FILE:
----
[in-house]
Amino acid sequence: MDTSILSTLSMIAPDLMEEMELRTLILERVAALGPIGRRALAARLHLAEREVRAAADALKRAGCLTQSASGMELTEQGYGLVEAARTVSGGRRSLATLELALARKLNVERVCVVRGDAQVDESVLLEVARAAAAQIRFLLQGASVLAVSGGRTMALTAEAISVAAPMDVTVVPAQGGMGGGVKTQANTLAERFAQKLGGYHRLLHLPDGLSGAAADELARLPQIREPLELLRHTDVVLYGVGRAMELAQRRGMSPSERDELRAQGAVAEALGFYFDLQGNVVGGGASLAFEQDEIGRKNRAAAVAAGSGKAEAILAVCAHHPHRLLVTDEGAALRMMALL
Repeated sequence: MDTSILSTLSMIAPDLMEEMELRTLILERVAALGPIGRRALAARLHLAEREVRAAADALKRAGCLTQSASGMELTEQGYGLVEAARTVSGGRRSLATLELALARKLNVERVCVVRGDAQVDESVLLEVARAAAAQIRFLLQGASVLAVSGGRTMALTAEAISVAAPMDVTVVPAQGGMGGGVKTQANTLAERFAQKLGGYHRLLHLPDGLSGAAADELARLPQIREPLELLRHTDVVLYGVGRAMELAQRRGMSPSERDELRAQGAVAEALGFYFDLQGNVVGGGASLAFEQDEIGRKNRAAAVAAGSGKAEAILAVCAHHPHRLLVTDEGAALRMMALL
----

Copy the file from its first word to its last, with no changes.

[in-house]
Amino acid sequence: MDTSILSTLSMIAPDLMEEMELRTLILERVAALGPIGRRALAARLHLAEREVRAAADALKRAGCLTQSASGMELTEQGYGLVEAARTVSGGRRSLATLELALARKLNVERVCVVRGDAQVDESVLLEVARAAAAQIRFLLQGASVLAVSGGRTMALTAEAISVAAPMDVTVVPAQGGMGGGVKTQANTLAERFAQKLGGYHRLLHLPDGLSGAAADELARLPQIREPLELLRHTDVVLYGVGRAMELAQRRGMSPSERDELRAQGAVAEALGFYFDLQGNVVGGGASLAFEQDEIGRKNRAAAVAAGSGKAEAILAVCAHHPHRLLVTDEGAALRMMALL
Repeated sequence: MDTSILSTLSMIAPDLMEEMELRTLILERVAALGPIGRRALAARLHLAEREVRAAADALKRAGCLTQSASGMELTEQGYGLVEAARTVSGGRRSLATLELALARKLNVERVCVVRGDAQVDESVLLEVARAAAAQIRFLLQGASVLAVSGGRTMALTAEAISVAAPMDVTVVPAQGGMGGGVKTQANTLAERFAQKLGGYHRLLHLPDGLSGAAADELARLPQIREPLELLRHTDVVLYGVGRAMELAQRRGMSPSERDELRAQGAVAEALGFYFDLQGNVVGGGASLAFEQDEIGRKNRAAAVAAGSGKAEAILAVCAHHPHRLLVTDEGAALRMMALL